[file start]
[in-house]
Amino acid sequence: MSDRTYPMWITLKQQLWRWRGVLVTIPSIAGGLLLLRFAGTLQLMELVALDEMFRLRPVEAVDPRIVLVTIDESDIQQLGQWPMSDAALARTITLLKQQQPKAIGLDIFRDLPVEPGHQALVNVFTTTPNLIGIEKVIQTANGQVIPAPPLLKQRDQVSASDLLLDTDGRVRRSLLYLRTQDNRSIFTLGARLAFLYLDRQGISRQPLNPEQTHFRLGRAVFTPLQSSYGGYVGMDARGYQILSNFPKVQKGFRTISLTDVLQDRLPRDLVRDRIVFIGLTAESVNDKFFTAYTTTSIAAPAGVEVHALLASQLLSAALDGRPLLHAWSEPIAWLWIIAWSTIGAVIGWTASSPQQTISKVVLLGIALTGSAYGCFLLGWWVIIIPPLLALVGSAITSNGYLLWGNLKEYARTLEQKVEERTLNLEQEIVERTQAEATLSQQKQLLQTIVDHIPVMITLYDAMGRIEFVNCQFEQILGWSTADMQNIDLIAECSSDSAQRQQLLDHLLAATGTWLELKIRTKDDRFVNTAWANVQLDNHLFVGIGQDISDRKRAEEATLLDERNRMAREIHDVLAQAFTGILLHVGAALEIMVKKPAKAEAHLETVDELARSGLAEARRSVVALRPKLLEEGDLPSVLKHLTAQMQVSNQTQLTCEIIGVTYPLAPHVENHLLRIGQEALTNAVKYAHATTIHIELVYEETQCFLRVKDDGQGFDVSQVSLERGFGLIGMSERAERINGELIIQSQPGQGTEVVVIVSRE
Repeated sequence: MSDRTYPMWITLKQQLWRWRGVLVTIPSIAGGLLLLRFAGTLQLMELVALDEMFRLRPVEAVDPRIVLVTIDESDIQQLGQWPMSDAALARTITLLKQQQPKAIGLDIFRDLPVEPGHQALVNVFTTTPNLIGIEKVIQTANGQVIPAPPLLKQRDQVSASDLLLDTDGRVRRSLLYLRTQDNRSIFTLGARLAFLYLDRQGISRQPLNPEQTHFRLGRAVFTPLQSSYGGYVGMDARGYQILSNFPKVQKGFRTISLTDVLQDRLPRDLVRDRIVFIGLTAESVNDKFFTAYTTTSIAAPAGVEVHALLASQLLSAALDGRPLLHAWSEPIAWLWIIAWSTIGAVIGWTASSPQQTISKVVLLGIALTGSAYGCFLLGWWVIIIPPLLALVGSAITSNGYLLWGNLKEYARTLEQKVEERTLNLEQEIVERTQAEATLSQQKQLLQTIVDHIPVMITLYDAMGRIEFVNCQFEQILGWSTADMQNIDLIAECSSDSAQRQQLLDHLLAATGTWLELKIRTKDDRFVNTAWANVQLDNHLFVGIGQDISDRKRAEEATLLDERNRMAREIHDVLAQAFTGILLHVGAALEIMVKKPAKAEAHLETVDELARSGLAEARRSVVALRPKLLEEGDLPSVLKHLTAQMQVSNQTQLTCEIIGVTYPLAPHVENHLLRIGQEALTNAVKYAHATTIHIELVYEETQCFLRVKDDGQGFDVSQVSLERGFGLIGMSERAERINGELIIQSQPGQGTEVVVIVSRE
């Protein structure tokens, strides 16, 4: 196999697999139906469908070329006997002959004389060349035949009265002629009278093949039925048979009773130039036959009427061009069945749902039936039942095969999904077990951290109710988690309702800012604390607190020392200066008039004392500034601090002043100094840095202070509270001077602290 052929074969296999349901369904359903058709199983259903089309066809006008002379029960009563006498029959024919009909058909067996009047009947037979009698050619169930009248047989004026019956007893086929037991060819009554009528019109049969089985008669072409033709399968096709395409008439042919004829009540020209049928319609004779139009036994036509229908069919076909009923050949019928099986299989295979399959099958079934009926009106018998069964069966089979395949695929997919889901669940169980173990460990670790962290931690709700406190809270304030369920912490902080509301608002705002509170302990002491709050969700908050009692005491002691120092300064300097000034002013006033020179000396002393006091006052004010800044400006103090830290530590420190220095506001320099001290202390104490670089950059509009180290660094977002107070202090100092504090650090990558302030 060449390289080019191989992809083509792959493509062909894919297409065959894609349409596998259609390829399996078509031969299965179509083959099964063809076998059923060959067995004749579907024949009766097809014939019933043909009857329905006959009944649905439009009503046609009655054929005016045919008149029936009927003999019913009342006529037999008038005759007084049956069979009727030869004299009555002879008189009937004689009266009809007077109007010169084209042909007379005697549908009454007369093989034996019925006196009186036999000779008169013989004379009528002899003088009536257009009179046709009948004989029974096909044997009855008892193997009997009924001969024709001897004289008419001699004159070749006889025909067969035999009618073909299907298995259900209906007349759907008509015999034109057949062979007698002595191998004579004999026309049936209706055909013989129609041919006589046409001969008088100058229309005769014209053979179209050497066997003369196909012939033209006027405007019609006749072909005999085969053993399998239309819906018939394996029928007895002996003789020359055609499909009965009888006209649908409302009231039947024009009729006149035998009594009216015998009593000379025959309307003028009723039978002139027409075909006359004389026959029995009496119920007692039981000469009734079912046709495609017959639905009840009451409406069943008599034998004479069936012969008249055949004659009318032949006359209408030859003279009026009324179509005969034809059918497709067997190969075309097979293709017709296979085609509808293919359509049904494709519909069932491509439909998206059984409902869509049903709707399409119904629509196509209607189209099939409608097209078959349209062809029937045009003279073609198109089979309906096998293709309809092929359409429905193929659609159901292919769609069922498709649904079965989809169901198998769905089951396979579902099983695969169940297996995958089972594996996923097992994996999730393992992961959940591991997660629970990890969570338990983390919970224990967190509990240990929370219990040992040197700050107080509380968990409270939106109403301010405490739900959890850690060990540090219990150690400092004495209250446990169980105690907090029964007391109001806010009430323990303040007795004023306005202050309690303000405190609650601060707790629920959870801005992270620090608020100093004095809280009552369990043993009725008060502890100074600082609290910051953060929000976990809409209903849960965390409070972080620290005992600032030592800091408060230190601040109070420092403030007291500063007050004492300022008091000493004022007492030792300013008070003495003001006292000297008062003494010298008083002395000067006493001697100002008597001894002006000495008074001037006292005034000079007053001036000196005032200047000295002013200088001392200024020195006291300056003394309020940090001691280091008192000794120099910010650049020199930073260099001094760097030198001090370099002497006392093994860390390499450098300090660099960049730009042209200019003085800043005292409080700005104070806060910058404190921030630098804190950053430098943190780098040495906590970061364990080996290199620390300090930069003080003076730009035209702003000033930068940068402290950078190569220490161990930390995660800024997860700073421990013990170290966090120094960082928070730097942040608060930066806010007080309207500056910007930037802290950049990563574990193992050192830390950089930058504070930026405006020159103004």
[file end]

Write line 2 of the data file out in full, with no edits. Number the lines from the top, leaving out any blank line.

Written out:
Amino acid sequence: MSDRTYPMWITLKQQLWRWRGVLVTIPSIAGGLLLLRFAGTLQLMELVALDEMFRLRPVEAVDPRIVLVTIDESDIQQLGQWPMSDAALARTITLLKQQQPKAIGLDIFRDLPVEPGHQALVNVFTTTPNLIGIEKVIQTANGQVIPAPPLLKQRDQVSASDLLLDTDGRVRRSLLYLRTQDNRSIFTLGARLAFLYLDRQGISRQPLNPEQTHFRLGRAVFTPLQSSYGGYVGMDARGYQILSNFPKVQKGFRTISLTDVLQDRLPRDLVRDRIVFIGLTAESVNDKFFTAYTTTSIAAPAGVEVHALLASQLLSAALDGRPLLHAWSEPIAWLWIIAWSTIGAVIGWTASSPQQTISKVVLLGIALTGSAYGCFLLGWWVIIIPPLLALVGSAITSNGYLLWGNLKEYARTLEQKVEERTLNLEQEIVERTQAEATLSQQKQLLQTIVDHIPVMITLYDAMGRIEFVNCQFEQILGWSTADMQNIDLIAECSSDSAQRQQLLDHLLAATGTWLELKIRTKDDRFVNTAWANVQLDNHLFVGIGQDISDRKRAEEATLLDERNRMAREIHDVLAQAFTGILLHVGAALEIMVKKPAKAEAHLETVDELARSGLAEARRSVVALRPKLLEEGDLPSVLKHLTAQMQVSNQTQLTCEIIGVTYPLAPHVENHLLRIGQEALTNAVKYAHATTIHIELVYEETQCFLRVKDDGQGFDVSQVSLERGFGLIGMSERAERINGELIIQSQPGQGTEVVVIVSRE